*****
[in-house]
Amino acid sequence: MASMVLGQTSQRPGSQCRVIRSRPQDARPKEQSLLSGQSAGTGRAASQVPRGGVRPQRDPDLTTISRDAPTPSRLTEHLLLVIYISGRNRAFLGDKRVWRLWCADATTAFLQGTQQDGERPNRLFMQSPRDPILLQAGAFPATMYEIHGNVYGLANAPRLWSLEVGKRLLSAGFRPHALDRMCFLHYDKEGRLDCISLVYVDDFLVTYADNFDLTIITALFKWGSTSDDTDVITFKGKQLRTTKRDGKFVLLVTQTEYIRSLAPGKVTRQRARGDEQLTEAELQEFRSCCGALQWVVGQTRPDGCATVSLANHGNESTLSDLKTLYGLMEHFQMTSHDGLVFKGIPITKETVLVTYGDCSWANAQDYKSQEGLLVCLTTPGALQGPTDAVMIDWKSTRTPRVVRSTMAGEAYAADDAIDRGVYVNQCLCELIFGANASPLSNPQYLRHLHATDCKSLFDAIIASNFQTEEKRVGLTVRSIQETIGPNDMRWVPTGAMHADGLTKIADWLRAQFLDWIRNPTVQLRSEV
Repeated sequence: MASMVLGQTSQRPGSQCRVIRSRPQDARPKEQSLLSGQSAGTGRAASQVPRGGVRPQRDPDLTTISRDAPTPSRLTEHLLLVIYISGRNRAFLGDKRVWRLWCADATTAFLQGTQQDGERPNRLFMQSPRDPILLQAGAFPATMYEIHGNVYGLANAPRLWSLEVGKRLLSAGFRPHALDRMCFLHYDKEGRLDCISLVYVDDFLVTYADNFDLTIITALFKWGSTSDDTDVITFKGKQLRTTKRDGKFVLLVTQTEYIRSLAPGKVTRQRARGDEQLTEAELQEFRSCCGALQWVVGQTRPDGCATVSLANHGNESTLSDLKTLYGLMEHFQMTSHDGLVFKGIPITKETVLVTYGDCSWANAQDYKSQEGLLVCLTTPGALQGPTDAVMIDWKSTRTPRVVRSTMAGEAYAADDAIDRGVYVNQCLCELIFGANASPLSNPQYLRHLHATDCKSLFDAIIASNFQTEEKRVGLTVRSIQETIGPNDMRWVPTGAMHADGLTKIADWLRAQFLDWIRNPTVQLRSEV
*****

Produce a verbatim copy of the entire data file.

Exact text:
[in-house]
Amino acid sequence: MASMVLGQTSQRPGSQCRVIRSRPQDARPKEQSLLSGQSAGTGRAASQVPRGGVRPQRDPDLTTISRDAPTPSRLTEHLLLVIYISGRNRAFLGDKRVWRLWCADATTAFLQGTQQDGERPNRLFMQSPRDPILLQAGAFPATMYEIHGNVYGLANAPRLWSLEVGKRLLSAGFRPHALDRMCFLHYDKEGRLDCISLVYVDDFLVTYADNFDLTIITALFKWGSTSDDTDVITFKGKQLRTTKRDGKFVLLVTQTEYIRSLAPGKVTRQRARGDEQLTEAELQEFRSCCGALQWVVGQTRPDGCATVSLANHGNESTLSDLKTLYGLMEHFQMTSHDGLVFKGIPITKETVLVTYGDCSWANAQDYKSQEGLLVCLTTPGALQGPTDAVMIDWKSTRTPRVVRSTMAGEAYAADDAIDRGVYVNQCLCELIFGANASPLSNPQYLRHLHATDCKSLFDAIIASNFQTEEKRVGLTVRSIQETIGPNDMRWVPTGAMHADGLTKIADWLRAQFLDWIRNPTVQLRSEV
Repeated sequence: MASMVLGQTSQRPGSQCRVIRSRPQDARPKEQSLLSGQSAGTGRAASQVPRGGVRPQRDPDLTTISRDAPTPSRLTEHLLLVIYISGRNRAFLGDKRVWRLWCADATTAFLQGTQQDGERPNRLFMQSPRDPILLQAGAFPATMYEIHGNVYGLANAPRLWSLEVGKRLLSAGFRPHALDRMCFLHYDKEGRLDCISLVYVDDFLVTYADNFDLTIITALFKWGSTSDDTDVITFKGKQLRTTKRDGKFVLLVTQTEYIRSLAPGKVTRQRARGDEQLTEAELQEFRSCCGALQWVVGQTRPDGCATVSLANHGNESTLSDLKTLYGLMEHFQMTSHDGLVFKGIPITKETVLVTYGDCSWANAQDYKSQEGLLVCLTTPGALQGPTDAVMIDWKSTRTPRVVRSTMAGEAYAADDAIDRGVYVNQCLCELIFGANASPLSNPQYLRHLHATDCKSLFDAIIASNFQTEEKRVGLTVRSIQETIGPNDMRWVPTGAMHADGLTKIADWLRAQFLDWIRNPTVQLRSEV